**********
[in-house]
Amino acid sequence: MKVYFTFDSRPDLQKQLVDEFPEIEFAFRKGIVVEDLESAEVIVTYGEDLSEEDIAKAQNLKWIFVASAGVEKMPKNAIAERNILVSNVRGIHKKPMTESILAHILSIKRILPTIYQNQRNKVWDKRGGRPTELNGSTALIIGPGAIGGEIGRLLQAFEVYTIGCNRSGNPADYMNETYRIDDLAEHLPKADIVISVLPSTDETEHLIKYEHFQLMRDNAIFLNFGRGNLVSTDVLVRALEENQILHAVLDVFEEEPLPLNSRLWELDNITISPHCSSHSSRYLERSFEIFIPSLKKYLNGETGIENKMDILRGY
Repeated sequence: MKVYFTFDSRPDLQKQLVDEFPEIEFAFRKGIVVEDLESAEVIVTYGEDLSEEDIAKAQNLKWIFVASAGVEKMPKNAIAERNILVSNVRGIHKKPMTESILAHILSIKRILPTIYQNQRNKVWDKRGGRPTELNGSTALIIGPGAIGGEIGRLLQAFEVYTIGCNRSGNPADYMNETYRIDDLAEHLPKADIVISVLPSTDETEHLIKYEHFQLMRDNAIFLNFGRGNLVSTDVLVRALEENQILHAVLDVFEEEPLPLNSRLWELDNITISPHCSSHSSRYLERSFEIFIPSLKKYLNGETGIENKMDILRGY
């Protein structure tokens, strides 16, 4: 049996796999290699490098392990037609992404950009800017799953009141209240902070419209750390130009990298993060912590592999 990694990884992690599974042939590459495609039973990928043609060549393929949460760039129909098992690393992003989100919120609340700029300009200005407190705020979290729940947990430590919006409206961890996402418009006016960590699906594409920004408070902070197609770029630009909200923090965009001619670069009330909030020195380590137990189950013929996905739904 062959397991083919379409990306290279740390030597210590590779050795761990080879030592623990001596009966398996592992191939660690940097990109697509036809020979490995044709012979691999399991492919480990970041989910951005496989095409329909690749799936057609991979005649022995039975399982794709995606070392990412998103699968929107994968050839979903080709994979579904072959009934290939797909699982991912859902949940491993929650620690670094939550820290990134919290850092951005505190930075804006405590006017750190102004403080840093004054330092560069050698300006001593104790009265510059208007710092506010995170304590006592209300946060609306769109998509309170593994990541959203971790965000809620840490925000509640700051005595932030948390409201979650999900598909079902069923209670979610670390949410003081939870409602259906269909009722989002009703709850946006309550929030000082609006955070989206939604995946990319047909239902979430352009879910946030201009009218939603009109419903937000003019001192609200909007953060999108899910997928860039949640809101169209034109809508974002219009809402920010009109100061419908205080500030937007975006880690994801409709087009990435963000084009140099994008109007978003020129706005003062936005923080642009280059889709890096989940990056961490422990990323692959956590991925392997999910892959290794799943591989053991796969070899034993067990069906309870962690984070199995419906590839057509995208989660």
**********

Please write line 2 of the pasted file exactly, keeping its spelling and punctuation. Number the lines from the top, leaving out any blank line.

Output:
Amino acid sequence: MKVYFTFDSRPDLQKQLVDEFPEIEFAFRKGIVVEDLESAEVIVTYGEDLSEEDIAKAQNLKWIFVASAGVEKMPKNAIAERNILVSNVRGIHKKPMTESILAHILSIKRILPTIYQNQRNKVWDKRGGRPTELNGSTALIIGPGAIGGEIGRLLQAFEVYTIGCNRSGNPADYMNETYRIDDLAEHLPKADIVISVLPSTDETEHLIKYEHFQLMRDNAIFLNFGRGNLVSTDVLVRALEENQILHAVLDVFEEEPLPLNSRLWELDNITISPHCSSHSSRYLERSFEIFIPSLKKYLNGETGIENKMDILRGY